Heads On Trolleys - How Not to Be One!
Are you in good physical shape?
Do you think we are fitter and healthier than we were in the 1980s having been inspired by countless ‘keep fit’ crazes and gurus for 40 years?
What’s happened to exercise?
A few years ago, I read an article about P.E. being reduced in school curricula in the UK. It said that children risked becoming ‘heads on trolleys’ as they disconnected from the physical body to spend more time on academic achievement.
As a yoga teacher and ex-lecturer, this worries me. Whilst schools and businesses acknowledge the importance of wellbeing, the ever-changing and increasing demands in the workplace, mean physical movement is often relegated down the to-do list, or considered as an add-on, an ‘extra’ rather than an integral part of our lives.
A recent investigation by the World Health Organisation found that, in Europe and the USA, 50% of women and 40% of men are insufficiently active, compared with South-East Asia where it’s 15% and 19 %.
What’s gone wrong?
Like everything nowadays, physical activity has become an industry, a business with fashions and trends. We live in a social media driven society, bombarded with the latest fitness fads and images of beautifully toned (and airbrushed) celebrities. Quick fixes which come with a price tag. For those who do exercise daily, it’s often done at specific times of day, in special clothes, in a particular place that charges lots of money – and they leave believing their ‘exercise’ is finished. It’s as if movement has become something that happens separate from our lives rather than a natural part of it.
Humans frequently do things through subconscious conditioning, as opposed to what would benefit us as individuals, and our decisions about physical movement are no different.
In fitness or in health? First of all, ask yourself if you want to exercise more for fitness or for health? Are you training for something specific, like a half marathon, or do you simply want to keep your body moving and healthy – for life?
My advice is to be a generalist, not a specialist, and adopt exercises that encourage longevity over short-term performance.
What should I do?
Get outside - the world is your gym. Spend at least 20 minutes in green and blue spaces each day, where you will absorb up to 30,000 lux on a bright day, as opposed to just 500 lux in a brightly lit room. Lux – the way we measure light – impacts our circadian rhythms too, so we sleep better. According to Dr Ranjan Chattergee in ‘The Four Pillar Plan' a recent study found that exposure to bright morning light correlates with lower body weight. Interestingly, Ayurveda, a four-thousand-year-old medical system, purports getting outside first thing as well! So, walk or run first thing, and use a pedometer to aim for 10,000 steps a day. Do this with a friend or family member so that you encourage each other and catch-up face-to-face.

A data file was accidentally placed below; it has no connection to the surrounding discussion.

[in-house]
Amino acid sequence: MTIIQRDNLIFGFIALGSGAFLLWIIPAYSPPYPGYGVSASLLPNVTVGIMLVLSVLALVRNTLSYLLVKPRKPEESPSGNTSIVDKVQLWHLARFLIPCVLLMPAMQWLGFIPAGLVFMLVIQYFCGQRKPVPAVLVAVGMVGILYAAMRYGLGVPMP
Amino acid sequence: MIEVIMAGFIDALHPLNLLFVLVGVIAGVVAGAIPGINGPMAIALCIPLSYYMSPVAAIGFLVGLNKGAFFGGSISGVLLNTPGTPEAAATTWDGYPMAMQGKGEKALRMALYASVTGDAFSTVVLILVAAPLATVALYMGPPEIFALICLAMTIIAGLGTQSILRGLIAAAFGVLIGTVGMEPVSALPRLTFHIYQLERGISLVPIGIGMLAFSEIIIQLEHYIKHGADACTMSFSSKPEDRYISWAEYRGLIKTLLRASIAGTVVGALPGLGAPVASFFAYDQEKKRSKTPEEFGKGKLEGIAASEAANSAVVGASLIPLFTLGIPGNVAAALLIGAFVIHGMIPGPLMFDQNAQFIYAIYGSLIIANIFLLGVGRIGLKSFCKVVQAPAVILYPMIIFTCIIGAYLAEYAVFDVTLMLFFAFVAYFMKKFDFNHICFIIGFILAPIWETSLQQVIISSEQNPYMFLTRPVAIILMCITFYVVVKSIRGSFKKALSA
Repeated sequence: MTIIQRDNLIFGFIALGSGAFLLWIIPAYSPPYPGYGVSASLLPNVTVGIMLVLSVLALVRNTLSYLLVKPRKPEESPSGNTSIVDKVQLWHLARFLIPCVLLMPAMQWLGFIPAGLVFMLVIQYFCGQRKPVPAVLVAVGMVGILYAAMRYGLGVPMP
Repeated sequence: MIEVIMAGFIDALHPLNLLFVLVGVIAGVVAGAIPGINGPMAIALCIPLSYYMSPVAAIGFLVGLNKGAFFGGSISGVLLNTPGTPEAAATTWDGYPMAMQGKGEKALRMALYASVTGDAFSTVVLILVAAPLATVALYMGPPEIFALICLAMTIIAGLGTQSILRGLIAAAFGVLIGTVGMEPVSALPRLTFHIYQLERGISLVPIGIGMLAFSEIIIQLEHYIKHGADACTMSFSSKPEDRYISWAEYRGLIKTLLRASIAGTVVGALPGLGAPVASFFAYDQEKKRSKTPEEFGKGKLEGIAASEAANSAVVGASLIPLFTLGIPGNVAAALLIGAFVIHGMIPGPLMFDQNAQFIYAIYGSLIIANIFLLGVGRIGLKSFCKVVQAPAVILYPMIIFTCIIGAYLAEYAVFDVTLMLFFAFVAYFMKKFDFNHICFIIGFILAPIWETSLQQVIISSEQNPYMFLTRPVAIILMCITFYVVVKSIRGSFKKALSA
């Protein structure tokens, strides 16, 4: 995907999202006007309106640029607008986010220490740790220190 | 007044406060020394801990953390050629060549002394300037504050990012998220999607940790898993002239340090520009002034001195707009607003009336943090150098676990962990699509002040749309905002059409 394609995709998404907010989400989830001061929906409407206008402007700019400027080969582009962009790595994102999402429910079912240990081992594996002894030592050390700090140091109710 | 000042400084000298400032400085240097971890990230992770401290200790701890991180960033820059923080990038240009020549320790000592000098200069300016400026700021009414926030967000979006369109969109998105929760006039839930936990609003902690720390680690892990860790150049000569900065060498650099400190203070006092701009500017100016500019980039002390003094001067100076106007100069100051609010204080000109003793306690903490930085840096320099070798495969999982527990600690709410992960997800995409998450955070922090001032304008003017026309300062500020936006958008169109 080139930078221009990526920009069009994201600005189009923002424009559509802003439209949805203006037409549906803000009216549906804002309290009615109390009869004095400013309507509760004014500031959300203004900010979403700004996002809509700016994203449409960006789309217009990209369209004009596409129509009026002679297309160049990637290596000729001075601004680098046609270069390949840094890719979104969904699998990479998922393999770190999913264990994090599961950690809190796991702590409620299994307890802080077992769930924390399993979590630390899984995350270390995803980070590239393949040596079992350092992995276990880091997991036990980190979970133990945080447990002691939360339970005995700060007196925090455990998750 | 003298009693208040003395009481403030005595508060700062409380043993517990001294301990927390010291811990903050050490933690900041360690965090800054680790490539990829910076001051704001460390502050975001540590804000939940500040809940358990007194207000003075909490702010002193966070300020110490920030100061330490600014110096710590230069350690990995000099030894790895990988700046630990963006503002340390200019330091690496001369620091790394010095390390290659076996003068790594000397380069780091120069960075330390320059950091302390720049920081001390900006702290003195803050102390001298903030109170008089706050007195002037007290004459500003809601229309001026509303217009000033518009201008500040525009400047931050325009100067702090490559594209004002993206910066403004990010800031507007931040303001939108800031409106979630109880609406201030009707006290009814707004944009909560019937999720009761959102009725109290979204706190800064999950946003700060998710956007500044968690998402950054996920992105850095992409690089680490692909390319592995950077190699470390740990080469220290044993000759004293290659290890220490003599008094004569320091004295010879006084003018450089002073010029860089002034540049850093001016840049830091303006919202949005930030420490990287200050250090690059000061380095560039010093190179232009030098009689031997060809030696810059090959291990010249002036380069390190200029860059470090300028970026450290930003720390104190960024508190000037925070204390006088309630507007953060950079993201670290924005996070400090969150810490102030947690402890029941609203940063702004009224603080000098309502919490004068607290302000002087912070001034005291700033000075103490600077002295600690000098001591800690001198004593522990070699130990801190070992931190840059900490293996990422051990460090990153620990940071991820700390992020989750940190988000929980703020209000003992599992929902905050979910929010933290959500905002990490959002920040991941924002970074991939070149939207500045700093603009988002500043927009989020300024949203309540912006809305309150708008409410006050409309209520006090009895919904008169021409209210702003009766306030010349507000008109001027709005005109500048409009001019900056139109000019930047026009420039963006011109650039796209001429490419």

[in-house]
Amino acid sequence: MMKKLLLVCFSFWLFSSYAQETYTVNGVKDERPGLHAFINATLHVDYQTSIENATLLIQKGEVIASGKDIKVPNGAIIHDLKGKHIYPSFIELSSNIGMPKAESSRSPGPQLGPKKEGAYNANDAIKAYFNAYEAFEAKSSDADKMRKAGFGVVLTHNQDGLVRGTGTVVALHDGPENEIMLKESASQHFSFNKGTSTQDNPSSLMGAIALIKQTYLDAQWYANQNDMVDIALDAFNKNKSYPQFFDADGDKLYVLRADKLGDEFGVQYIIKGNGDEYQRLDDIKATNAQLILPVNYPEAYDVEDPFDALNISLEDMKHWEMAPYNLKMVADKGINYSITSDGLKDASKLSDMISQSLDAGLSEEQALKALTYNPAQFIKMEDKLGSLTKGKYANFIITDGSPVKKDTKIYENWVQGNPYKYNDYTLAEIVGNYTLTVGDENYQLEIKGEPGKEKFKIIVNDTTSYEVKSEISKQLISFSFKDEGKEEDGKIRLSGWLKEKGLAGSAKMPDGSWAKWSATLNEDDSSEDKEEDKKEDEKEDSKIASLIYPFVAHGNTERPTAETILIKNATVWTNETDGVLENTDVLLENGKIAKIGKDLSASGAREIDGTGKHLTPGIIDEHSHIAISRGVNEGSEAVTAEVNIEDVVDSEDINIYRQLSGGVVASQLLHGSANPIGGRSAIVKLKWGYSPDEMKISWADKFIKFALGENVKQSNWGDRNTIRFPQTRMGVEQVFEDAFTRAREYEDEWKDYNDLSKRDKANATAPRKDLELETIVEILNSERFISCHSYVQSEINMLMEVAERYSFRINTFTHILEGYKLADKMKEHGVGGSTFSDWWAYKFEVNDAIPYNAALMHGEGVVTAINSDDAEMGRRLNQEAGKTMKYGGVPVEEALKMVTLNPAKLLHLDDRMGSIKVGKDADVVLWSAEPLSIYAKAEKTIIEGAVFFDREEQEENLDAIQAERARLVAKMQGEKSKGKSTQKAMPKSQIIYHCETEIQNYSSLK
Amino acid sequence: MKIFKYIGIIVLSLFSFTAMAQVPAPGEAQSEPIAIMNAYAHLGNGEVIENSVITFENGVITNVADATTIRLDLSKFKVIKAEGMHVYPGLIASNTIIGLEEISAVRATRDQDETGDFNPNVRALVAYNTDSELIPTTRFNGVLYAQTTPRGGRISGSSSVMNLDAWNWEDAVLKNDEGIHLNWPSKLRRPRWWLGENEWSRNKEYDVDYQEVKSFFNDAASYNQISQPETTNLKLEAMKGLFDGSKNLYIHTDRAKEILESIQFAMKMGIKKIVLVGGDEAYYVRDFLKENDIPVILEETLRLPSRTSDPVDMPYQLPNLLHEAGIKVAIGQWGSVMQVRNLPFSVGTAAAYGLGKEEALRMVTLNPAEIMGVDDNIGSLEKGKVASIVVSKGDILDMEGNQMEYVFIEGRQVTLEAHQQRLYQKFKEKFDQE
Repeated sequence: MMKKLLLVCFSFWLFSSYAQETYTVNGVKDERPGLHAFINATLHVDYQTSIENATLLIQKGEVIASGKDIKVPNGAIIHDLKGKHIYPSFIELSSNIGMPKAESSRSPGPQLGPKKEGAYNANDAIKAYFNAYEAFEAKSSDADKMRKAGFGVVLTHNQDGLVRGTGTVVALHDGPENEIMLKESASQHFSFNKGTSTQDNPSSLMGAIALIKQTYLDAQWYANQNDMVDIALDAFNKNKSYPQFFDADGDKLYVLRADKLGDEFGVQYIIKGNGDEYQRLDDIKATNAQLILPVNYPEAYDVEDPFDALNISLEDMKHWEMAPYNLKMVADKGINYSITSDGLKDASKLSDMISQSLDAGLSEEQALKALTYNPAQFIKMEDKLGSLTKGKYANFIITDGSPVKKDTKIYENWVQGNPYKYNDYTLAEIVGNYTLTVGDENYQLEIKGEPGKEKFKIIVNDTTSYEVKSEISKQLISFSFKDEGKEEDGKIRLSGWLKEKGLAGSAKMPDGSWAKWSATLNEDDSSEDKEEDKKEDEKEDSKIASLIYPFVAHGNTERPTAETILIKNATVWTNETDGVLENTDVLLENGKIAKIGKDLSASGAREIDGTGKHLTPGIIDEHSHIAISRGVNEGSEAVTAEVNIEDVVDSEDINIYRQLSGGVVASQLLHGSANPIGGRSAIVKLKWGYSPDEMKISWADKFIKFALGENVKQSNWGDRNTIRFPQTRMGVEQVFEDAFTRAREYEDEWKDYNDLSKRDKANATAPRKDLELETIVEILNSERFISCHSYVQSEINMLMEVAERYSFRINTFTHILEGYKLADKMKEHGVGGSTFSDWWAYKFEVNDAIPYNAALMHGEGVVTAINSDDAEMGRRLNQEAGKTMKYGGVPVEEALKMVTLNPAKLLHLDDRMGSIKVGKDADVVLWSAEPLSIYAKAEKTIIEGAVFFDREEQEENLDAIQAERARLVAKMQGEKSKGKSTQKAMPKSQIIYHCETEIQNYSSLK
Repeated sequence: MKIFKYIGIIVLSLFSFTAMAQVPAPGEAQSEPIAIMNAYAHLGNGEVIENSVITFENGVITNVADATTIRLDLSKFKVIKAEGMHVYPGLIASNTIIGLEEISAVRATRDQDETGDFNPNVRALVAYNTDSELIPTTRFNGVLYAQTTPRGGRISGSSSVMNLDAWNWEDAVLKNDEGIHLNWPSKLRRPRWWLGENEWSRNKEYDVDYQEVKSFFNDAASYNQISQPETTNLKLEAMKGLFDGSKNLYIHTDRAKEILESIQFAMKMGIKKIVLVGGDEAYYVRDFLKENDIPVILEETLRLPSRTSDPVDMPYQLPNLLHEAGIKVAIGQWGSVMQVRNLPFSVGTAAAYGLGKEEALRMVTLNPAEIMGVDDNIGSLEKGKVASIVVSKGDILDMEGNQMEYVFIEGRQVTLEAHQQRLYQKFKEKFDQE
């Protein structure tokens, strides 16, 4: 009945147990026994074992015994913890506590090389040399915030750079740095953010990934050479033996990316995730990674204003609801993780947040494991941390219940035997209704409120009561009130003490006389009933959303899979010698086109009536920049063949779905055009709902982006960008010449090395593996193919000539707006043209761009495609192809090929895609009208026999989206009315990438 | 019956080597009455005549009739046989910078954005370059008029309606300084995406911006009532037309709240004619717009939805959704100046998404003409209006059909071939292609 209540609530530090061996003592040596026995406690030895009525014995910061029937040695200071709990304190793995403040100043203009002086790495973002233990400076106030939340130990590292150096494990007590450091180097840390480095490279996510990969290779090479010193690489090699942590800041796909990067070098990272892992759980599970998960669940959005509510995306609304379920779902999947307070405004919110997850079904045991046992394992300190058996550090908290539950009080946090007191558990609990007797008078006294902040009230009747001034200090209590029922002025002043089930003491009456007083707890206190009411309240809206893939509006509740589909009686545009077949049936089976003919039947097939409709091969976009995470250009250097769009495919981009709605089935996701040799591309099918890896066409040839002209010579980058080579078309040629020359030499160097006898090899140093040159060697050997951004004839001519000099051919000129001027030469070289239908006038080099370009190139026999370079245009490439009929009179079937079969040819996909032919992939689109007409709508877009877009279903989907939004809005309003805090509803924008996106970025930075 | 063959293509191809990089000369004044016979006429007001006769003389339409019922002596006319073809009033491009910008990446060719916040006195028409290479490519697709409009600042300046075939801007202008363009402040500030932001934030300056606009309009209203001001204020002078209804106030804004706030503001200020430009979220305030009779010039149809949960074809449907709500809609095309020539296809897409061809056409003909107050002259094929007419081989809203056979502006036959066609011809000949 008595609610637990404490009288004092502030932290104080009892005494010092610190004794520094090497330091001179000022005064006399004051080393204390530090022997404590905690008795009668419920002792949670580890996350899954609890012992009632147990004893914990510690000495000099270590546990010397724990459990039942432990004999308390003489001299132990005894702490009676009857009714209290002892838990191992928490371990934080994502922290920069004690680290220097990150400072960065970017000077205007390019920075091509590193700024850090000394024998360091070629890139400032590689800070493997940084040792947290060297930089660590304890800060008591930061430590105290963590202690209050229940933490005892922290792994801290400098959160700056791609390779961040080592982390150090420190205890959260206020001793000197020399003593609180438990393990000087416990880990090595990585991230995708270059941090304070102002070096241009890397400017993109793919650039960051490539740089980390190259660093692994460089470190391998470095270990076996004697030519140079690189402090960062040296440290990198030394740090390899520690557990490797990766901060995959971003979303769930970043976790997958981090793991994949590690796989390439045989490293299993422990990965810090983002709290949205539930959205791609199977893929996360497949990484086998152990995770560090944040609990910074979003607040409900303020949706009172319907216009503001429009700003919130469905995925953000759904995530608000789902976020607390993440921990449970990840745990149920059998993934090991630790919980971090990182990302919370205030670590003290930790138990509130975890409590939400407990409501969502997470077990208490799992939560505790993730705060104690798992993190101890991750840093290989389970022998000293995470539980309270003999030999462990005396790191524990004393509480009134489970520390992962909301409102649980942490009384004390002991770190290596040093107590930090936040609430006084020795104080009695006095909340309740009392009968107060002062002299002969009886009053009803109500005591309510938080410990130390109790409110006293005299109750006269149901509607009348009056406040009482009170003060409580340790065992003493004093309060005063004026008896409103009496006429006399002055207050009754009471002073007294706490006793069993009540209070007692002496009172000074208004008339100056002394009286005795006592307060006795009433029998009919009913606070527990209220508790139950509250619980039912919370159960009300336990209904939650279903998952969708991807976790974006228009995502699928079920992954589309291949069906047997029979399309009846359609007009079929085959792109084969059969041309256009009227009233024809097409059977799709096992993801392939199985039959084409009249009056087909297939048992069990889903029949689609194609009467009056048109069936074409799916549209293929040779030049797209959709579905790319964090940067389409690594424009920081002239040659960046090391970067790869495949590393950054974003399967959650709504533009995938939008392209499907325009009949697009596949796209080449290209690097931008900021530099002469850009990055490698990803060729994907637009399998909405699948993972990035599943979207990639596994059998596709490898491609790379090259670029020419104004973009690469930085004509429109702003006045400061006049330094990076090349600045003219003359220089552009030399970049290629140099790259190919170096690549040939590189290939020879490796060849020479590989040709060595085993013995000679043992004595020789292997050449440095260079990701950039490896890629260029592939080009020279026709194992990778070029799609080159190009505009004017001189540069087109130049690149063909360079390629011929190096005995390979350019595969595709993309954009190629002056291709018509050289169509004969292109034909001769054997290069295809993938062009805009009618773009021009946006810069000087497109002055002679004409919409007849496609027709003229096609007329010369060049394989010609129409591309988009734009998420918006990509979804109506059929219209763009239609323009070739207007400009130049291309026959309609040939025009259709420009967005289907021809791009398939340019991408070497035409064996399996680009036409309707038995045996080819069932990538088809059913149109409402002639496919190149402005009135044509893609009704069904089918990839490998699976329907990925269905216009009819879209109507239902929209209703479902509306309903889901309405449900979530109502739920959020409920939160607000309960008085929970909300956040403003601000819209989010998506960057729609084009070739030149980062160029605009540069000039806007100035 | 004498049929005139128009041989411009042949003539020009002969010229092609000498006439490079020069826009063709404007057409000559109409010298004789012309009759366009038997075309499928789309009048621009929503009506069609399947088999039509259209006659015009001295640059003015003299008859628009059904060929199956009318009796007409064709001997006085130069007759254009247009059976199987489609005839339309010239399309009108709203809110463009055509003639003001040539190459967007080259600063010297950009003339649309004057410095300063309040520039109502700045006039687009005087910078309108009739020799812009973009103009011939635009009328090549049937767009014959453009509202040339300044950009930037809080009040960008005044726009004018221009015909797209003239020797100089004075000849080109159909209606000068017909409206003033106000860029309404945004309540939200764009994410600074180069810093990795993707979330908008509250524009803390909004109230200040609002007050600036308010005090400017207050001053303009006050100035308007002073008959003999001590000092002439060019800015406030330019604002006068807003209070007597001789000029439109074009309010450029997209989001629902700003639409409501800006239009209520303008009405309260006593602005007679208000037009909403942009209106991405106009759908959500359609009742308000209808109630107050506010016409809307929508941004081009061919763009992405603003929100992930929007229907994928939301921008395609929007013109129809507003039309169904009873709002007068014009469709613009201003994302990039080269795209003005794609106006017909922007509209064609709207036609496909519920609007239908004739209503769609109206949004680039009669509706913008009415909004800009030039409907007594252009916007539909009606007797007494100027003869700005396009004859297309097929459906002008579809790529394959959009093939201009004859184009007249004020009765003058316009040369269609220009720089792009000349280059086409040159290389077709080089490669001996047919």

If you enjoy swimming – try wild swimming! There are swimming groups cropping up all over the country and it is very addictive.
Do I really need to exercise regularly?
Yes, in a word. Every day, but as part of your day – take movement ‘snacks’. I encourage a short daily yoga and breathing practice. 15 minutes isn’t enough in terms of the exercise you need – but it is enough time for you to connect to your physical body and notice it. The breathwork helps to still the activity of your mind (this is the goal of Yoga). A short daily practice sets the intention for healthy habits for your body.
Don’t have time?
Yes, you do. Keep a detailed diary for 24 hours and note how much time you spend browsing online, watching Netflix, etc. If you genuinely do not have time, get up 30 minutes earlier, before everyone else, and go for a walk. Cut something else out of your schedule and make exercise a priority.
Like everything nowadays, physical activity has become an industry, a business with fashions and trends. We live in a social media driven society, bombarded with the latest fitness fads and images of beautifully toned (and airbrushed) celebrities. Quick fixes that come with a price tag. For those who do exercise daily, it’s often done at specific times of day, in special clothes, in a particular place that charges lots of money – and they leave believing their ‘exercise’ is finished. It’s as if movement has become something that happens separate from our lives rather than a natural part of it.
Finally, way back when I was an army officer, I was impressed by the Army Physical Training Corps’ motto: ‘mens sana in corpore sano’ meaning a healthy mind in a healthy body. So true. This phrase is widely used to express the theory that physical exercise is an essential part of psychological wellbeing, and to be fair the military still builds physical training into the working day. Perhaps this is a motto you could encourage in your own workplace?